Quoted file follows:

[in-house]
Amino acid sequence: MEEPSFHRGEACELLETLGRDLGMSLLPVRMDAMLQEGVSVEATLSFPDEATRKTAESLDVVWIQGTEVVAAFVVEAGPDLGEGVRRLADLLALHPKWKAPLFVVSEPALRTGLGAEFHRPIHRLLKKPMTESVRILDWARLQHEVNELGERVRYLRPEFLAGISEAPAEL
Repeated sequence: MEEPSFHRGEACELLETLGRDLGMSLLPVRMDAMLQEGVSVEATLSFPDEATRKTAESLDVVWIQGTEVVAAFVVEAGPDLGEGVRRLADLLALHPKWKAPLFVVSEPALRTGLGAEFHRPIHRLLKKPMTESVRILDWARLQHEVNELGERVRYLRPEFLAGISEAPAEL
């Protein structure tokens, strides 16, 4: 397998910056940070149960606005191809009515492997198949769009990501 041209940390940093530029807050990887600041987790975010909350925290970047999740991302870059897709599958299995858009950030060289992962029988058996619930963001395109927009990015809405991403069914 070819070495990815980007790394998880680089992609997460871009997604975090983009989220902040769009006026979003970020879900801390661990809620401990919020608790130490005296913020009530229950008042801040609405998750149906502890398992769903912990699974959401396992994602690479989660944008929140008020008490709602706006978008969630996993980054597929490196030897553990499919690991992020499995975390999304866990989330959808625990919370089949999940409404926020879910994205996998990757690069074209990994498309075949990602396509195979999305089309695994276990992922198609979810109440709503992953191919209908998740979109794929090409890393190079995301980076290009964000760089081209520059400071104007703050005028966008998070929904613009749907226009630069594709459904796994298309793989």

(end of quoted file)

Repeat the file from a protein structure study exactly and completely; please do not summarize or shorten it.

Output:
[in-house]
Amino acid sequence: MEEPSFHRGEACELLETLGRDLGMSLLPVRMDAMLQEGVSVEATLSFPDEATRKTAESLDVVWIQGTEVVAAFVVEAGPDLGEGVRRLADLLALHPKWKAPLFVVSEPALRTGLGAEFHRPIHRLLKKPMTESVRILDWARLQHEVNELGERVRYLRPEFLAGISEAPAEL
Repeated sequence: MEEPSFHRGEACELLETLGRDLGMSLLPVRMDAMLQEGVSVEATLSFPDEATRKTAESLDVVWIQGTEVVAAFVVEAGPDLGEGVRRLADLLALHPKWKAPLFVVSEPALRTGLGAEFHRPIHRLLKKPMTESVRILDWARLQHEVNELGERVRYLRPEFLAGISEAPAEL
């Protein structure tokens, strides 16, 4: 397998910056940070149960606005191809009515492997198949769009990501 041209940390940093530029807050990887600041987790975010909350925290970047999740991302870059897709599958299995858009950030060289992962029988058996619930963001395109927009990015809405991403069914 070819070495990815980007790394998880680089992609997460871009997604975090983009989220902040769009006026979003970020879900801390661990809620401990919020608790130490005296913020009530229950008042801040609405998750149906502890398992769903912990699974959401396992994602690479989660944008929140008020008490709602706006978008969630996993980054597929490196030897553990499919690991992020499995975390999304866990989330959808625990919370089949999940409404926020879910994205996998990757690069074209990994498309075949990602396509195979999305089309695994276990992922198609979810109440709503992953191919209908998740979109794929090409890393190079995301980076290009964000760089081209520059400071104007703050005028966008998070929904613009749907226009630069594709459904796994298309793989």